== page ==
In a convenient arrangement, the guiding element is coupled by an elongate arm to the cutter. Advantageously, the cutter is elongate and the elongate arm extends substantially parallel to and spaced from the elongate cutter. This arrangement is both readily manufactured and easily usable. Preferably the spacing of the arm and cutter determines one dimension of the bone block.
Although the surgeon may have substantial freedom of movement in dimensions other than the controlled dimension, advantageously a stop determines a maximum value for a further dimension of the bone block. Projections perpendicular to the direction of elongation of the cutter wherein the projections may be arranged to limit the depth of penetration of the cutter into a bone.
Conveniently the cutter comprises a blade having a width and the blade width corresponds to a width of the bone block.
The cutter may comprise a generally flat blade having a width and the elongate arm is preferably attached to the blade substantially at one side. The attachment may form a guide or cutter for a side of the bone block or, more typically, may be set back so as not to impede cutting.
The guiding element preferably extends in the direction of the width of the blade further than the width of the elongate arm; this enables a more reliable guide without requiring an unwieldy attachment arm, and may enable the guiding element to be hooked onto a tendon. Preferably the guiding element has substantially the same width as the cutter blade.
The cutting guide is preferably substantially blunt and/or may have rounded contact edges. In contrast, the cutter preferably has a sharpened flat distal edge (although it may in some cases have a sharpened point or curved edge). This facilitates harvesting a generally rectangular section (e.g. cuboid or trapezoid) portion of bone. The cutter may be elongate and the side edges of the cutter are preferably less sharp than the distal edge, optionally substantially blunt.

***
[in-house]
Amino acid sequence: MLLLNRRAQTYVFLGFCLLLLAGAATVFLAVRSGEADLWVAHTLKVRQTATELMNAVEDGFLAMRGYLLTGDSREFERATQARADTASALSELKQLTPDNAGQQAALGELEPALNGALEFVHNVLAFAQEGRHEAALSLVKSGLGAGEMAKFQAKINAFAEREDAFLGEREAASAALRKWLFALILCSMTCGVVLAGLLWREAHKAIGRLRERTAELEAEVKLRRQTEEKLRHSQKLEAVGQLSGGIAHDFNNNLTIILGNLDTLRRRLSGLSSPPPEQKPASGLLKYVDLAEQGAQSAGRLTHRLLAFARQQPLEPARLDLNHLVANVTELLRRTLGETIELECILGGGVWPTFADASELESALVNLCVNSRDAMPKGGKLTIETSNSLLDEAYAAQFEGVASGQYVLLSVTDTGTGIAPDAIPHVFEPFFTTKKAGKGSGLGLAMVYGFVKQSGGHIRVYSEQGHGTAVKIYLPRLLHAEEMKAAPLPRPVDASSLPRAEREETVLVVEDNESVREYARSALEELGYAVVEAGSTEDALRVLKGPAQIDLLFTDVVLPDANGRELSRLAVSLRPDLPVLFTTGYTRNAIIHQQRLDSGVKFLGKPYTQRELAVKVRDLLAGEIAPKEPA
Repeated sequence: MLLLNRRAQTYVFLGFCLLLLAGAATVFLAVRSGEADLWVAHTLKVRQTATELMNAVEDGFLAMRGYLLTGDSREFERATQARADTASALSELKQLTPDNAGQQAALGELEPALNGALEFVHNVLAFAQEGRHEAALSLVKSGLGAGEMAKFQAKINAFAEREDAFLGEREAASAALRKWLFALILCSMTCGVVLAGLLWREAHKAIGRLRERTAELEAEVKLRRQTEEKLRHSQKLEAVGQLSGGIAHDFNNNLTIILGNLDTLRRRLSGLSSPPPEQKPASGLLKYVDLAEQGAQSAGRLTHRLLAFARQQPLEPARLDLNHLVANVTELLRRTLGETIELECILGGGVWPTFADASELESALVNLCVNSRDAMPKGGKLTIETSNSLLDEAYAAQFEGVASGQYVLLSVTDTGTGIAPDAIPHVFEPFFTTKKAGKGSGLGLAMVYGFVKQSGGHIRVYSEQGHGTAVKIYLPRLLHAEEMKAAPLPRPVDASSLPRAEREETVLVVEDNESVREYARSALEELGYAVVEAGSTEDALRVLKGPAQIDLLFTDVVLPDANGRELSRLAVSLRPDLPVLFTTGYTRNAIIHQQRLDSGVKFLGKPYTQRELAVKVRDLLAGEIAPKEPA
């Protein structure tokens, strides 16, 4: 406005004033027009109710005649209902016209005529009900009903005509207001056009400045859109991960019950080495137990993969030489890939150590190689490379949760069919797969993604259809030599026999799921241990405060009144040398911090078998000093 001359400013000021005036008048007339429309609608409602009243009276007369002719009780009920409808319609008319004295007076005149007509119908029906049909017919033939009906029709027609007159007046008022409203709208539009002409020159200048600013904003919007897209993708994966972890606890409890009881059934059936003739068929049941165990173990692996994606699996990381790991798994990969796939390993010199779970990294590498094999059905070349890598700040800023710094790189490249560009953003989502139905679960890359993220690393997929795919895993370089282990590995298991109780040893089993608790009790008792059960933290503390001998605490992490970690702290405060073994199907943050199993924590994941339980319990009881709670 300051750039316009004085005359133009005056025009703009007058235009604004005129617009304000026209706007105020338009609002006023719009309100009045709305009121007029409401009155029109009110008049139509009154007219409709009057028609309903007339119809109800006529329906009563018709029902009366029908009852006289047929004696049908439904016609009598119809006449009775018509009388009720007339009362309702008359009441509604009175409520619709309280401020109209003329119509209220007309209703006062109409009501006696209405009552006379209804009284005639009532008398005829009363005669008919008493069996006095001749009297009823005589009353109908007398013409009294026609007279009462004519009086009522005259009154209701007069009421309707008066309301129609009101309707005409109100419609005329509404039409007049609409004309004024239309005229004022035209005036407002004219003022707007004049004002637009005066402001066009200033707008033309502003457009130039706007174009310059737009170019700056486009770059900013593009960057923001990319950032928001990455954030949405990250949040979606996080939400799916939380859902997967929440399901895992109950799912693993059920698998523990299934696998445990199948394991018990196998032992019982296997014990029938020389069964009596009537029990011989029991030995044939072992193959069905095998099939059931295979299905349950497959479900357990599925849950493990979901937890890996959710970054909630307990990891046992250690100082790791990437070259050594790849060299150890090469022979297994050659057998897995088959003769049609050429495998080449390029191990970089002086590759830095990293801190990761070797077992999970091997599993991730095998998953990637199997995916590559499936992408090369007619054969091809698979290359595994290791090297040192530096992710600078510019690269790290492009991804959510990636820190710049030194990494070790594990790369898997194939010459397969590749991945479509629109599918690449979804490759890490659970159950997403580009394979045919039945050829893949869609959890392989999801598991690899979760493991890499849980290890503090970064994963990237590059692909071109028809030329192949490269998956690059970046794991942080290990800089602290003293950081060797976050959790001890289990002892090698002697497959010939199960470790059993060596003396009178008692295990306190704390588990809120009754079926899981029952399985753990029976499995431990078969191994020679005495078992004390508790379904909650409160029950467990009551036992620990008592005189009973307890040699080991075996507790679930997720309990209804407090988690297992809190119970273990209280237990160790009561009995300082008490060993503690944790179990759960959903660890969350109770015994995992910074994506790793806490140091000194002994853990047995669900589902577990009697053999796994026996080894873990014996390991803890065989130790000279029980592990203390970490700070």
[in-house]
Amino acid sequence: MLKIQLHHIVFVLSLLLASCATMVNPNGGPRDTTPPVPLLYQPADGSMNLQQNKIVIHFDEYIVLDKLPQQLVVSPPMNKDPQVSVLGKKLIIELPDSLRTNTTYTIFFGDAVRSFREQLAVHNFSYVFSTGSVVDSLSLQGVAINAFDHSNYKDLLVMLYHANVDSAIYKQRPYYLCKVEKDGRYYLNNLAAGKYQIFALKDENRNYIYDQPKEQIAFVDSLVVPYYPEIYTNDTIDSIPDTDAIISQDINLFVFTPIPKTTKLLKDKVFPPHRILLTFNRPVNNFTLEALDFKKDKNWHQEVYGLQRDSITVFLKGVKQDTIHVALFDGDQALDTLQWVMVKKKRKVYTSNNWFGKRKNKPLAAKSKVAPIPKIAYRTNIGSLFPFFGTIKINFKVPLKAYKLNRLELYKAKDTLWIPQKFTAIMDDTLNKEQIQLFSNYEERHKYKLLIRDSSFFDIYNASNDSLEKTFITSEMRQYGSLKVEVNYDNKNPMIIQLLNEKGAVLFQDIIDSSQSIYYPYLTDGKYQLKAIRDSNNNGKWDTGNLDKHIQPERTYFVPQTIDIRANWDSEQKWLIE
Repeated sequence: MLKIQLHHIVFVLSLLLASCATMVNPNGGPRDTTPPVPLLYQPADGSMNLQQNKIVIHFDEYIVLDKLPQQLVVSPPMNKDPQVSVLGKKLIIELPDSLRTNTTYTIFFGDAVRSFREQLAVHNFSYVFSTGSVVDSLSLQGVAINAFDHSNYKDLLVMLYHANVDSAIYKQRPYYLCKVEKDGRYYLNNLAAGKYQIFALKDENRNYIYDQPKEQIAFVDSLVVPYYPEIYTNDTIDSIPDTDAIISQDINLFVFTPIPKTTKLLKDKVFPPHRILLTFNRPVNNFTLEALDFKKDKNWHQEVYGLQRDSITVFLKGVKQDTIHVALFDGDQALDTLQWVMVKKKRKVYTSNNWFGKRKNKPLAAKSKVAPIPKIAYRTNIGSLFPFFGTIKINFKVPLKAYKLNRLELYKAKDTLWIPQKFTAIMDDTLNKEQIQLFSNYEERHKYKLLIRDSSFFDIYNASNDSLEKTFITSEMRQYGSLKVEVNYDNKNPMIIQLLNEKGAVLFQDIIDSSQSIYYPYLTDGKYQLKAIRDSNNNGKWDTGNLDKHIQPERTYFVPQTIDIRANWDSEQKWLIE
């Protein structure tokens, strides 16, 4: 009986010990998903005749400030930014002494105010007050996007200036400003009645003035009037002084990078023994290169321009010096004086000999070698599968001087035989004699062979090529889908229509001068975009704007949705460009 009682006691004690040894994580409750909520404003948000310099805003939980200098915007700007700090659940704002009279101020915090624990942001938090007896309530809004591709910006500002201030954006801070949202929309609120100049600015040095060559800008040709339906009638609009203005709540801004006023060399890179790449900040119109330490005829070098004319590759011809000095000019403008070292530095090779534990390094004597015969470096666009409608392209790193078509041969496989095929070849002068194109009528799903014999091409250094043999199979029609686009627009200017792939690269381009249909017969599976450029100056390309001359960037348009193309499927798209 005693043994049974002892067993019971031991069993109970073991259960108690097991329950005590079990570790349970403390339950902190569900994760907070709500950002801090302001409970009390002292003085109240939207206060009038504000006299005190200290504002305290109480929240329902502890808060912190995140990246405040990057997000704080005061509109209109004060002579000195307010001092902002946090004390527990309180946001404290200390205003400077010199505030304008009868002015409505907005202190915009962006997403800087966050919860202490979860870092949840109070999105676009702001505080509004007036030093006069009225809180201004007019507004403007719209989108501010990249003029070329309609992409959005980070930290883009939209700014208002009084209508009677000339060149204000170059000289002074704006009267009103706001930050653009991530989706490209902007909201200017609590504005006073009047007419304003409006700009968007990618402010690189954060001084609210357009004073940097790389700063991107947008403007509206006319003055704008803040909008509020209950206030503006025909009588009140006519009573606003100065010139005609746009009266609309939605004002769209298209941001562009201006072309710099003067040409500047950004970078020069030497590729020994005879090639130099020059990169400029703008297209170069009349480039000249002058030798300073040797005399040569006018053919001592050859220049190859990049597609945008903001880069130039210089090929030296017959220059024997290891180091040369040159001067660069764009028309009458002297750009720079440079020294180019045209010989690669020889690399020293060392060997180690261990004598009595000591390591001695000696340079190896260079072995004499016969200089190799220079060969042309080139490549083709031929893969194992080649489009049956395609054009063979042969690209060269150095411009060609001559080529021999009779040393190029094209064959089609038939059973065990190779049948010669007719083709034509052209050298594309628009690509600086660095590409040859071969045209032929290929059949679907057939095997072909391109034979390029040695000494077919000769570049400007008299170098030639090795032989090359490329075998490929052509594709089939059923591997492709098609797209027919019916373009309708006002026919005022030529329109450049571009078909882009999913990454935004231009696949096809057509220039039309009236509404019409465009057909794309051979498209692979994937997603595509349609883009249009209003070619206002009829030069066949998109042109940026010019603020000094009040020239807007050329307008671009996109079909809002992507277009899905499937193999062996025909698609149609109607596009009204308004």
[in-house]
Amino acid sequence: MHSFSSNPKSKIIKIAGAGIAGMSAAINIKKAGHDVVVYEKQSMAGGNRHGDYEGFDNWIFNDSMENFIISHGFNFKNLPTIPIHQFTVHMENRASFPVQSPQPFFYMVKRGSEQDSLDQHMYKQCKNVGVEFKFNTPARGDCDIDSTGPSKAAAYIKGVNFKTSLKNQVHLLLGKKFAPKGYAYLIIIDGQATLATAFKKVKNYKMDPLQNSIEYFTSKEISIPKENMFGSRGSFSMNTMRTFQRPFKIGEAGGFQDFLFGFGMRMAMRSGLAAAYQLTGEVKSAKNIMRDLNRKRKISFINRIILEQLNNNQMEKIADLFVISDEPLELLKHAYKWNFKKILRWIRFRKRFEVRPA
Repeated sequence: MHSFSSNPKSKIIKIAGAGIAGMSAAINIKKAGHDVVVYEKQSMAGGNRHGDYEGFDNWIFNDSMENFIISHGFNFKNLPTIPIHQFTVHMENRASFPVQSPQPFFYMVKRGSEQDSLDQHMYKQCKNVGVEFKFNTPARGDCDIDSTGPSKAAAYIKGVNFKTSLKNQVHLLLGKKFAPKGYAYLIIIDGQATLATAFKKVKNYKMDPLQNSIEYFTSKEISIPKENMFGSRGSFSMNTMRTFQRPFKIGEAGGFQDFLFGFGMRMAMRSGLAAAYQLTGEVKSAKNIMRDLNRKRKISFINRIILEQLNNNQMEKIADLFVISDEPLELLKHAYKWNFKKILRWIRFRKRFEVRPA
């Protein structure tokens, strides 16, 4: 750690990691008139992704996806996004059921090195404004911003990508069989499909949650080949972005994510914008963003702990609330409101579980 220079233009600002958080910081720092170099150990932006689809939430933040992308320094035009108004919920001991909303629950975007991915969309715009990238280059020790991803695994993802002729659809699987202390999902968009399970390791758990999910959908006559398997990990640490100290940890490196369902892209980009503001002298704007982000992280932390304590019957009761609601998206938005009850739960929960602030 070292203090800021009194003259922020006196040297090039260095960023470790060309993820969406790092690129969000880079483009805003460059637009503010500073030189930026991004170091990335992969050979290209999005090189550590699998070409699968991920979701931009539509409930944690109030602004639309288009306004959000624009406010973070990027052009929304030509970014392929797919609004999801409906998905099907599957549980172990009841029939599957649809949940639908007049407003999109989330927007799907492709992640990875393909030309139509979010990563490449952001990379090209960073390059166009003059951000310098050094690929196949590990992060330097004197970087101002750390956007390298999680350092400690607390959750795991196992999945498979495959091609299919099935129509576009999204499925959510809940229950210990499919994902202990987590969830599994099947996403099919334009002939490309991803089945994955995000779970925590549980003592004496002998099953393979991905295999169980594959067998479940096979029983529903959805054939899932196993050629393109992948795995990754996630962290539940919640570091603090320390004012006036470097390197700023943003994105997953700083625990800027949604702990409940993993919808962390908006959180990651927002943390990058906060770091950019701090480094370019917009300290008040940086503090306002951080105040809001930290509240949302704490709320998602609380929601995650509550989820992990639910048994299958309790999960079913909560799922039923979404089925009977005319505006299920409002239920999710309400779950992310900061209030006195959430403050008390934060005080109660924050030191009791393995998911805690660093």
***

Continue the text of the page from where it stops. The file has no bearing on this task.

A handle may be provided at the proximal end of the body, although an attachment for another tool (e.g. robotic tool) may be provided alternatively.
Preferably the body is elongate and comprises a substantially linear proximal portion and a curved distal portion; this facilitates manipulation. The curved distal portion of the harvester may allow the handle of the harvester to be held at an angle to the direction of cutting, which is highly advantageous where the region proximal the cutting edge is obstructed.
In a preferred embodiment the bone block harvester is dimensioned and arranged to harvest a bone block for use in anterior cruciate ligament reconstruction surgery, wherein the bone block comprises a block of bone from the patella or superior tibia of a patient, the cutting guide is arranged to abut the top surface of the patella tendon in a first position where the distal edge of the cutter is at the surface of the patella, wherein the cutting guide is arranged to abut the top of the patella or superior tibia in a second position where the cutting means is inserted into the bone, and wherein the cutting guide is arranged to move from the patella tendon to the bone as the harvester is moved from the first position to the second position.
The cutting guide may be arranged to engage either soft tissue or bone. Preferably the cutting guide is arranged to contact soft tissue during an initial stage of cutting and a bone surface at a later stage of cutting. Preferably the cutting guide is shaped to hook over a tendon to guide an initial cutting stage. Advantageously the cutting guide is further arranged to ride over the surface of a bone to guide a later cutting stage.
In a second aspect, the invention provides a method of harvesting a bone block comprising:
In a third aspect, the invention provides a method of harvesting a graft including a portion of patella tendon and bone, the method comprising: providing a bone harvester having a cutter and a cutting guide; positioning the bone harvester so that the cutting guide contacts the patella tendon and the cutter contacts the patella; moving the bone harvester to cut into the patella with the cutting guide guiding the motion of the cutter.
In a fourth aspect, the invention provides a method of harvesting a portion of bone to provide a graft, the method comprising cutting a portion of bone with a cutter wherein the depth of the portion is controlled by a cutting guide coupled to the cutter.
In a fifth aspect, the invention provides a kit comprising a bone block harvester having a cutter and a cutting guide and instructions for harvesting a portion of bone comprising cutting the portion of bone with the cutter while the cutting guide contacts tissue to control a dimension of the portion of bone.
The harvester according to the invention may be applicable to a range of surgical procedures, but it is particularly advantageous in patellar tendon graft harvesting, where controlling the depth of a patella bone block is a problem. As well as graft harvesting, the apparatus and methods may be used for obtaining tissue samples from living or dead subjects, in human or veterinary procedures. Each feature disclosed herein may be independently provided unless otherwise stated and preferred features of each aspect may be applied in alternative combinations and to other aspects.